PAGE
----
Sarah Jacobs (Surcha is the Polish version of Sarah) was married to my grandfather's first cousin Max, who, along with my great uncle and grandfather, were the only ones from their family to survive the Holocaust.
And while we don't see each other often, I was surprised to learn from her daughter recently that Tante Surcha was once a passenger aboard the Exodus.
Along with more than 4,500 other Holocaust survivors, Jacobs saw Israel from the deck of the Exodus in July 1947. But she couldn't disembark, because the British, trying to enforce a strict quota in the Mandate of Palestine, rammed and boarded the rickety ship, killing three passengers and wounding 30. After a long standoff, the passengers were sent back to Germany.
The world uproar that followed is credited with leading to the creation of a sovereign Jewish homeland.
Jacobs' daughter, Helen Lepor, set up this interview for us so I could learn more about her voyage, and while Jacobs, 82, agreed to let me come, now that I'm here she seems reticent. She doesn't quite avoid my questions, but her answers are minimalist, and often accompanied by a shrug or a tilt of the head, as if the information is so obvious -- or perhaps so painful -- as to make the exercise unnecessary.
How were conditions on the ship?
"The facilities were not so good," she understates in a thick Yiddish accent. "There wasn't enough water."
Weren't you angry that after surviving concentration camp, you were once again being so mistreated?
"Yeah, so nu, that's life."
Jacobs isn't the only survivor having memories plied from her.
Over the last several years, in anticipation of the voyage's 60th anniversary, survivors of the Exodus have been asked to share their stories in an effort to solidify Exodus' place in history, before all that is left are the fictionalized and romanticized versions of the 1958 Leon Uris novel or the 1960 Otto Preminger film (and even those are already being forgotten). Among the recent projects are "Exodus 1947," a 1997 documentary film by Venice resident Elizabeth Rodgers, and a new release of journalist Ruth Gruber's account of the voyage, "Exodus 1947: The Ship that Launched a Nation" (October 2007, Union Square Press).
Last week, 300 French Jews re-enacted the voyage, setting sail from Exodus' original port in the South of France and arriving in Haifa. Unlike Exodus' real passengers, they disembarked.
The largest of the commemorative events took place on Aug. 1 in Tel Aviv, when 1,500 Exodus passengers and descendants of passengers gathered for a reunion, initiated and organized by Meier Schwarz, a Haganah commander aboard the ship.
Schwarz, an 81-year-old botany professor who pioneered Israel's hydroponics crop system, enlisted the help of the United States Holocaust Memorial Museum to put together a complete list of passengers. A manifest for the ship never existed, since the passengers were trying to smuggle into Israel illegally.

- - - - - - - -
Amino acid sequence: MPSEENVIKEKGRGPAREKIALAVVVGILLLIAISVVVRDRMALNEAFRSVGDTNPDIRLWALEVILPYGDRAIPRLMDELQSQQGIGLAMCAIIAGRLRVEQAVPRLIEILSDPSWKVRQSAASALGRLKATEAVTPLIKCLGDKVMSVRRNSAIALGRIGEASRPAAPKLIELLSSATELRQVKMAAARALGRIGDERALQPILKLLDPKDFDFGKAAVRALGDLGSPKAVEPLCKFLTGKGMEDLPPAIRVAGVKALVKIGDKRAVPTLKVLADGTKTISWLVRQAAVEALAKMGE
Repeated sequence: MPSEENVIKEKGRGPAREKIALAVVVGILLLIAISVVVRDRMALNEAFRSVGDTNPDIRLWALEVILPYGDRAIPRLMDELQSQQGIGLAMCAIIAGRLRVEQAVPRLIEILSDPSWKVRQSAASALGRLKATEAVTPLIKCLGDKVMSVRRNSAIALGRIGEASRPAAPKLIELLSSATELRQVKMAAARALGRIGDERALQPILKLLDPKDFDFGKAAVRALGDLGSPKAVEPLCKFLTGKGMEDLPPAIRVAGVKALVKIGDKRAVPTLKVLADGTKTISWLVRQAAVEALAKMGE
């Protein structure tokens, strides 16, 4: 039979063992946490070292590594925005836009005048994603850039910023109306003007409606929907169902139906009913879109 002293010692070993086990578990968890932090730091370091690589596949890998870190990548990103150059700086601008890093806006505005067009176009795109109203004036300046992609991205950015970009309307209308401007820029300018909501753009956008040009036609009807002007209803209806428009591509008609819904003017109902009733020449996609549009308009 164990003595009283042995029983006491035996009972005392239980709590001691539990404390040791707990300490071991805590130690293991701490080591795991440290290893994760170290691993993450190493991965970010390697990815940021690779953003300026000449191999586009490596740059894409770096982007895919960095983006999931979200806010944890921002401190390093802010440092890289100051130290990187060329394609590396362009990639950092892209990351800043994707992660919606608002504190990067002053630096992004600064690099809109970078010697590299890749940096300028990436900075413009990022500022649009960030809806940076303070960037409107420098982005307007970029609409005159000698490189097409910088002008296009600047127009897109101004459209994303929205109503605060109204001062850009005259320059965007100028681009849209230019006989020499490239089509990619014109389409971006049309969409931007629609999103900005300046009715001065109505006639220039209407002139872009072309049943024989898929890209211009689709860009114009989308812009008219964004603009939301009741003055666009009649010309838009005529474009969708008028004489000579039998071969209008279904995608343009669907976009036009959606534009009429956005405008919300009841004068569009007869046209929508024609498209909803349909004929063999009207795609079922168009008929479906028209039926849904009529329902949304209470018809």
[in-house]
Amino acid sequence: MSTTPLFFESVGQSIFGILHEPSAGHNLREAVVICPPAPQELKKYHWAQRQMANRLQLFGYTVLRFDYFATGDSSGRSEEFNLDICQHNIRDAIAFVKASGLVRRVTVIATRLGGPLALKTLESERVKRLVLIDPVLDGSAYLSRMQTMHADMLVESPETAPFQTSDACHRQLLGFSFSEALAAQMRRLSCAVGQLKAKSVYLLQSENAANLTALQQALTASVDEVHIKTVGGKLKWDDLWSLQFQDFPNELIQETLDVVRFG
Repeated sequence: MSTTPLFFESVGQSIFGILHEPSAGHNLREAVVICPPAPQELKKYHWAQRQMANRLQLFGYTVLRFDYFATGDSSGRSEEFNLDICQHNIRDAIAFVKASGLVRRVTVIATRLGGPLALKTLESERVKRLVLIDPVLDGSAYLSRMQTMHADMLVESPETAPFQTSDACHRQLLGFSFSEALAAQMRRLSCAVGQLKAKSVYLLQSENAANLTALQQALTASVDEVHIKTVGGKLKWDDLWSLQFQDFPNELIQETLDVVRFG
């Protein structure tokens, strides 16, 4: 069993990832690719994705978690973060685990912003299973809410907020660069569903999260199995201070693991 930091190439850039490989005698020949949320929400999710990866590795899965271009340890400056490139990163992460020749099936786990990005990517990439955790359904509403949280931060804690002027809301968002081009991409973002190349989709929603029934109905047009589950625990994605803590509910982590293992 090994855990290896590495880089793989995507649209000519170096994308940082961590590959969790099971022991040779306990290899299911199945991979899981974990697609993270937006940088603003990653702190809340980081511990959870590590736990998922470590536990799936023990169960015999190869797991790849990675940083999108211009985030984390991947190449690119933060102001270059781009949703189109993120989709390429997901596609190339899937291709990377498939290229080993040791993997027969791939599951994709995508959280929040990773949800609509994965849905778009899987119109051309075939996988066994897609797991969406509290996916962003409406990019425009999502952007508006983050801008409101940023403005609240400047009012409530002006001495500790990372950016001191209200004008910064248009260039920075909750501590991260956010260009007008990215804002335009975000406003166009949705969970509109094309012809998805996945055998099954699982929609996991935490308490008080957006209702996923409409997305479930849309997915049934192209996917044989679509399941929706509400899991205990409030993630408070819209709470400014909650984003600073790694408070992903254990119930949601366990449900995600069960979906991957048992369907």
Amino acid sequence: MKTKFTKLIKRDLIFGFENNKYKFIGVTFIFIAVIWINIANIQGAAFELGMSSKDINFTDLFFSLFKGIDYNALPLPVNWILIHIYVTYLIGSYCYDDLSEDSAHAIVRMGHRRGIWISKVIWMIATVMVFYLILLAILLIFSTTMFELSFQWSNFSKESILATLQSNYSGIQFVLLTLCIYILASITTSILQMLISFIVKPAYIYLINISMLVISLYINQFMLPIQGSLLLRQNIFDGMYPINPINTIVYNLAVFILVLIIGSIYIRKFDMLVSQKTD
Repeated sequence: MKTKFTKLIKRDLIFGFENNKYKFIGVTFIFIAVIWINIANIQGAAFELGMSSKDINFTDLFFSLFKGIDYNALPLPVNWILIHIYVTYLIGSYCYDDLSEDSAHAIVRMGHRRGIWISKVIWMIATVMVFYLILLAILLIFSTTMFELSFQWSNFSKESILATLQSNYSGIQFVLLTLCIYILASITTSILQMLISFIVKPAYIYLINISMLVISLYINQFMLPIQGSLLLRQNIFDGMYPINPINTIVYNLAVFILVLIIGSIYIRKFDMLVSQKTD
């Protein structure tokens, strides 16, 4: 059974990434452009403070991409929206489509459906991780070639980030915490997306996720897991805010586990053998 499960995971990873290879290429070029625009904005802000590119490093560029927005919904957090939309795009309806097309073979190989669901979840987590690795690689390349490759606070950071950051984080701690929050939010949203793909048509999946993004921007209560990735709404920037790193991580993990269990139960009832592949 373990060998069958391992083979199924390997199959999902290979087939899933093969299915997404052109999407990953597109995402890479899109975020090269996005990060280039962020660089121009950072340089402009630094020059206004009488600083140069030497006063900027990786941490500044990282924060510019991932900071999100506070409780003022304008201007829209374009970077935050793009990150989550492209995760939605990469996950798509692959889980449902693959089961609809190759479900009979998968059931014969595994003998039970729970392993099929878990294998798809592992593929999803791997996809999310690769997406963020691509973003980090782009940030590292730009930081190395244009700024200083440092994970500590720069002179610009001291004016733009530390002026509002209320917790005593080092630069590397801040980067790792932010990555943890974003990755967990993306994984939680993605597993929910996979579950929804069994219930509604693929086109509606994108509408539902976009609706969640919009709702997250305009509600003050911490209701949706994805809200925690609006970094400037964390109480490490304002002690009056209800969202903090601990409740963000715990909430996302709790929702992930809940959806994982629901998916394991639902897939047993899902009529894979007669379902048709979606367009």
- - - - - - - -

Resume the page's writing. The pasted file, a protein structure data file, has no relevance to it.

Around 2,100 names have been gathered so far. Many people also submitted memoirs or interviews, and Schwarz published these in Hebrew in "Maapilei Exodus 1947." ("Maapilim" derives from the Hebrew word for "daring," and refers to the Jews who ran the British blockade to get into pre-state Israel.)
Schwarz also officially presented to the Knesset "The Scroll of Exodus," a document of the Exodus survivors.
Schwarz is hoping these events will raise interest among a generation that seems to have forgotten the vital role the ship played in the founding of the state.
"If you go on the street in Israel and ask somebody what happened on the Exodus, most of them say they don't know what happened," Schwarz said by phone from his Jerusalem home. "They know the Leon Uris book, and they know the movie, and they all have in mind that was the real story, but the real story was something quite different and more interesting."
While he is proud that 1,500 people showed up for the reunion -- double what organizers expected -- he is disappointed that he's received scant funding for his efforts. Only the Tel Aviv Municipality chipped in for the event.
Jacobs couldn't make the reunion. Still, she is aware of her journey's significance, not only in the role it played in creating the state, but in how it determined the course of her life: She landed in Los Angeles in 1950 and didn't step foot in Israel until 1964.
And even if she is reluctant to let her mind go back in time, her nonchalance disappears and her fuzzy memory clears up when she remembers what happened after the British rammed the ship.
"We went outside, we went up to see Haifa. Everyone was there, and we started to sing 'Hatikvah,'" Jacobs remembered, her eyes growing intense. "But unfortunately, they didn't let us off."
'I Wanted to Go to Israel'
Like most of the 4,515 passengers, Sarah Jacobs (née Surcha Feder) was a young Holocaust survivor. Before the war, Jacobs had lost both her mother and the grandmother who raised her, and in 1943, when she was 19, she was taken from Sosnowicz, Poland, to a German labor camp. In 1944 she was transferred to a concentration camp, from which she was liberated in 1945. At the age of 21, with all of her immediate family dead, she went to live with her uncle in Germany.
"My uncle said to me and my cousin that we are young girls, we should go to Israel. He gave us the address of my cousin there," Jacobs says.
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